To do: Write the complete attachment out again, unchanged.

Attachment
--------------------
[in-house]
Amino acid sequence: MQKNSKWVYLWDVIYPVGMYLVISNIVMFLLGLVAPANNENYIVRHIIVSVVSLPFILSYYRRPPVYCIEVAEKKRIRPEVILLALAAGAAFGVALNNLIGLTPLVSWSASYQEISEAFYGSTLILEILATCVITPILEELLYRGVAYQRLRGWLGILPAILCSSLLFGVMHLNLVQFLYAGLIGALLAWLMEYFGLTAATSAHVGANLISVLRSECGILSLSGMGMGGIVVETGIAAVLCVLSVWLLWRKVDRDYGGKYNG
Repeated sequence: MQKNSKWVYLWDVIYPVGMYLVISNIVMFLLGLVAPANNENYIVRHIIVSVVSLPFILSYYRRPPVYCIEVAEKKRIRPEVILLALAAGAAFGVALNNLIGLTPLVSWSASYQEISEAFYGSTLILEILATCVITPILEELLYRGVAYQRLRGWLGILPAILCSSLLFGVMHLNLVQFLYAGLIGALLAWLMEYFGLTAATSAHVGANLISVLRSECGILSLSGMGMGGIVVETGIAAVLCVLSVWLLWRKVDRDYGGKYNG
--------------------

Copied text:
[in-house]
Amino acid sequence: MQKNSKWVYLWDVIYPVGMYLVISNIVMFLLGLVAPANNENYIVRHIIVSVVSLPFILSYYRRPPVYCIEVAEKKRIRPEVILLALAAGAAFGVALNNLIGLTPLVSWSASYQEISEAFYGSTLILEILATCVITPILEELLYRGVAYQRLRGWLGILPAILCSSLLFGVMHLNLVQFLYAGLIGALLAWLMEYFGLTAATSAHVGANLISVLRSECGILSLSGMGMGGIVVETGIAAVLCVLSVWLLWRKVDRDYGGKYNG
Repeated sequence: MQKNSKWVYLWDVIYPVGMYLVISNIVMFLLGLVAPANNENYIVRHIIVSVVSLPFILSYYRRPPVYCIEVAEKKRIRPEVILLALAAGAAFGVALNNLIGLTPLVSWSASYQEISEAFYGSTLILEILATCVITPILEELLYRGVAYQRLRGWLGILPAILCSSLLFGVMHLNLVQFLYAGLIGALLAWLMEYFGLTAATSAHVGANLISVLRSECGILSLSGMGMGGIVVETGIAAVLCVLSVWLLWRKVDRDYGGKYNG